PETALING JAYA,Feb 18: They have been hailed as heroes due to their efforts in battling the pandemic and they are being sent to hospitals where most of the Covid-19 patients are. But contract medical officers, who make up much of Malaysia’s first line of defence, don’t feel like heroes.
Most actually feel like stepchildren.
While health minister Dr Adham Baba said in November that those who have completed their housemanship will be upgraded from the U41 to U43 pay grade upon becoming a medical officer, those who spoke to FMT said they have yet to receive any update on the status of the change, or any increase in salaries.
A contract medical officer from Kuala Lumpur said “things have become very difficult for junior doctors in Malaysia”, adding that many of her colleagues are concerned about an uncertain future and a lack of recognition for their work in combating Covid-19.
“Everyone talks about how valuable frontliners are, but we are the ones getting posted to Covid-19 centres for months.
“I’m making less now than what I did as a houseman because I lost my RM600 flexi-allowance once I became an MO. Some people might say that if you want to be a doctor, you shouldn’t care so much about money, but we just want to feel appreciated.”
She was one of the first to be absorbed by the contract system implemented in 2016, conceived as a way to manage the glut of medical graduates competing for the handful of permanent roles.
Five years on, and with her contract set to end in December, she has yet to hear about what comes next.
“One of the officers I spoke to said they had not received any updates about what will happen after this contract, and another said I should start looking at other job opportunities, just in case.”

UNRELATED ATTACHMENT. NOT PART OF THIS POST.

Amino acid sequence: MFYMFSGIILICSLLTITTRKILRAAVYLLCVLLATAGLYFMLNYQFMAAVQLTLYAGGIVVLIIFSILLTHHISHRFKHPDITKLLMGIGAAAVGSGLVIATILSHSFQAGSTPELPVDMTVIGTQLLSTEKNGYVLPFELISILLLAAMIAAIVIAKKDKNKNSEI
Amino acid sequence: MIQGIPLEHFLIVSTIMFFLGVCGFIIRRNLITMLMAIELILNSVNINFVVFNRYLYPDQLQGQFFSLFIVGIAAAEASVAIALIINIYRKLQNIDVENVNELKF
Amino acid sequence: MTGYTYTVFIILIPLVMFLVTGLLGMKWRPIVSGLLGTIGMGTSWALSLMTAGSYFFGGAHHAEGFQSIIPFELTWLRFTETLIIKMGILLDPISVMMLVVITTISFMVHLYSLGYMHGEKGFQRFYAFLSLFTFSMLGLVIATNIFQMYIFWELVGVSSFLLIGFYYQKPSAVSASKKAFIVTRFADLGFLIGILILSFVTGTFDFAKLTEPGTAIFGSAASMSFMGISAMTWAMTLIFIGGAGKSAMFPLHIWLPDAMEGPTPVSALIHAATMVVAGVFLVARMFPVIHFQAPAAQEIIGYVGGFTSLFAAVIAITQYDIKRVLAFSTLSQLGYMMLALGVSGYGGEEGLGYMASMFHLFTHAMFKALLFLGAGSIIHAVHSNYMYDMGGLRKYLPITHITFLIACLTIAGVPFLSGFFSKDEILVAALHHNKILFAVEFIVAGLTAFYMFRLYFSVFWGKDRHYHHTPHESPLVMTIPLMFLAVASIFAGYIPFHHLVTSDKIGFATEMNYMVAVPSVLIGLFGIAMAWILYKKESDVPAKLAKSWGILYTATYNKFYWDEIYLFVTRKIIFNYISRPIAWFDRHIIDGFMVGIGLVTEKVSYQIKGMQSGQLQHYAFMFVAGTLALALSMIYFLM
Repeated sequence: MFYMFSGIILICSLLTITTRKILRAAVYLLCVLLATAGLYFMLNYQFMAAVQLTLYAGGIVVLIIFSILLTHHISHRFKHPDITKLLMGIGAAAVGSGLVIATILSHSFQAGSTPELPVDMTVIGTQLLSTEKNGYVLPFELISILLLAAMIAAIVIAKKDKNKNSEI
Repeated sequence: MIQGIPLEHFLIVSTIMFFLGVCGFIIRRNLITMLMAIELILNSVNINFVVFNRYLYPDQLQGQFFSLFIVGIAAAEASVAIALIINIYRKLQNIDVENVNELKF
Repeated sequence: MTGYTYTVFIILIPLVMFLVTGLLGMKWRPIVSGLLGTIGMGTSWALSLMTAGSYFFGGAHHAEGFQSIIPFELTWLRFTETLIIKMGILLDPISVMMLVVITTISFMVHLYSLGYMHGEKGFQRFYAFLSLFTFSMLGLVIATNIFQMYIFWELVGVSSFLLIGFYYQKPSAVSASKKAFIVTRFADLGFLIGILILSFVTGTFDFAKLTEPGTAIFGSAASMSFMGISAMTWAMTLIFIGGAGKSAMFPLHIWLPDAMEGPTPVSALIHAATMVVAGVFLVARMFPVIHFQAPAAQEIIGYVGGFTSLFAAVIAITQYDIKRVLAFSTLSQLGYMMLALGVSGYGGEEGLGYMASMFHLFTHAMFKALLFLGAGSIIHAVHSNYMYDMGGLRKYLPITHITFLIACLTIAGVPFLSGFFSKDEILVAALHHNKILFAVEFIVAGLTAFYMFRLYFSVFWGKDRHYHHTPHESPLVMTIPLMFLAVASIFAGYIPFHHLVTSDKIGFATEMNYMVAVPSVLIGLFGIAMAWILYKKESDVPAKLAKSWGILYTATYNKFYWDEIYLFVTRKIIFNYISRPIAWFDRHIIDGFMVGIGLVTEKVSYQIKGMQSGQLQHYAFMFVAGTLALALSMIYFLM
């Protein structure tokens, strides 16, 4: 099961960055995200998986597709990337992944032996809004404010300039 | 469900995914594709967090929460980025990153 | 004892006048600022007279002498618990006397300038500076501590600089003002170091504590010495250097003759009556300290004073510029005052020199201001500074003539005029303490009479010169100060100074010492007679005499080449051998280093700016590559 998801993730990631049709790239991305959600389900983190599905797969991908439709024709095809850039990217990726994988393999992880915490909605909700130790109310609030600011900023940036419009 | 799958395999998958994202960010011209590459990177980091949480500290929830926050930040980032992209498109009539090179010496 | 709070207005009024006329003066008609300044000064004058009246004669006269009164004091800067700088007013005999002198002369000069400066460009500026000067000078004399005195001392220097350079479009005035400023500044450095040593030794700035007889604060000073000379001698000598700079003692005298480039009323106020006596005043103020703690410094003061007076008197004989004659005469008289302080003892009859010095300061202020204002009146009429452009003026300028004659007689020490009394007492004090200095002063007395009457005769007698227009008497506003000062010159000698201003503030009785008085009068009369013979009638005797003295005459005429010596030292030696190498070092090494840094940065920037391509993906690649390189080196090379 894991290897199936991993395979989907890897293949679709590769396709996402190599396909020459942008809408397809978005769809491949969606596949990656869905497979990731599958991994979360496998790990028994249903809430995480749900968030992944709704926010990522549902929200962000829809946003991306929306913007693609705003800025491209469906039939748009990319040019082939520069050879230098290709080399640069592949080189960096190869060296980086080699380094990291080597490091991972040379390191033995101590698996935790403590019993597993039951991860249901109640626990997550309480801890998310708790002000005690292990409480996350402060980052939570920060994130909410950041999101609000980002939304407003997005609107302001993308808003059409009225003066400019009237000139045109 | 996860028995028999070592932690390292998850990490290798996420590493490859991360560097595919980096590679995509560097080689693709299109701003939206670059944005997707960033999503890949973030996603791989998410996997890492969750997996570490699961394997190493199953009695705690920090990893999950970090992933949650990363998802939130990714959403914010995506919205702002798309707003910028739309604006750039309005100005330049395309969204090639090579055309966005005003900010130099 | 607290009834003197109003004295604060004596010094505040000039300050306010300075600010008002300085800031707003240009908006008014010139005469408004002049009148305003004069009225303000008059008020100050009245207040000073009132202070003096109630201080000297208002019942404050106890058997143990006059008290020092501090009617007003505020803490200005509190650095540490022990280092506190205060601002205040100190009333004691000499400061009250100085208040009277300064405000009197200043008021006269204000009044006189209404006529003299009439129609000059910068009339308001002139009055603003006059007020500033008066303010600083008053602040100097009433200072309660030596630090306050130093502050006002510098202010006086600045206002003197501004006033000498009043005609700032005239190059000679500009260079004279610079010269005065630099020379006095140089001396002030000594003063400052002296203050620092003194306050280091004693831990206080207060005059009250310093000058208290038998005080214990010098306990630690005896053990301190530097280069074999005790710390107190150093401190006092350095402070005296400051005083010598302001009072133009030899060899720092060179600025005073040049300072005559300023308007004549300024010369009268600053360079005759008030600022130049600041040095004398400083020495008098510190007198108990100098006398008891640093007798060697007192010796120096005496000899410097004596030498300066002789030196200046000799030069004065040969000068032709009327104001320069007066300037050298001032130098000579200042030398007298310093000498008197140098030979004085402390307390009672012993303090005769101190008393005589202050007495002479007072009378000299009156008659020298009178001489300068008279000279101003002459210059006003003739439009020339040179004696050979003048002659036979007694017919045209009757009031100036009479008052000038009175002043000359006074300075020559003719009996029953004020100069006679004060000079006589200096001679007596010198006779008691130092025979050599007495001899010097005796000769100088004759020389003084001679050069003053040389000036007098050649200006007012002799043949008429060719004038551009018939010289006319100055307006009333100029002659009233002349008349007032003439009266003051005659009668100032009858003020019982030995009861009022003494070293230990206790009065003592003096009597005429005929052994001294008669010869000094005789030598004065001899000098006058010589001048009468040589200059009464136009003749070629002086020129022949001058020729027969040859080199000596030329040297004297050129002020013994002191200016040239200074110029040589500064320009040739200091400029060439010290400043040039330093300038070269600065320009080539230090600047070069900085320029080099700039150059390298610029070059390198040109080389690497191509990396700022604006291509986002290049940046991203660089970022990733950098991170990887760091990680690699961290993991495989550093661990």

Another doctor, speaking to FMT from Negeri Sembilan, said the system of extensions was inherently flawed, as it disqualifies many eager junior doctors from becoming specialists, a particular issue given their dwindling numbers.
“Our specialists are declining in the government sector. More people are moving to private, and the masters intake is just a small portion of the number of doctors coming into the system every year.”
He said the duration of the contracts offered does not allow these doctors to meet the criteria for masters courses, made worse by their ineligibility for the Hadiah Latihan Persekutuan study grant which would help fund further studies.
“Even if you want to take a parallel pathway to specialise, the disciplines are limited and the costs, often more expensive than a masters programme, are high.
Dr Muhammad Yassin, a medical officer posted to Port Dickson who finished his housemanship last year, said that in addition to the lower pay and prospects, contract doctors are also denied many of the essential benefits that permanent staff receive.
He said that while he understood that not every contract MO can be made permanent, as there are only so many slots available, he hopes that they can receive perks comparable to their permanent colleagues, as the scope of their work is largely the same.
“We don’t get things like hazard leave, radiation leave (for those in radiology departments to minimise excess exposure), breastfeeding leave, or tuberculosis leave, so we risk our health in order to stay working.
“During the pandemic, most of the frontliners are contract officers. Almost all of my contract colleagues have been posted to Covid-19 centres, including myself. If only the government could recognise our efforts and sacrifice by at least offering us perks and benefits similar to what’s given to permanent officers.”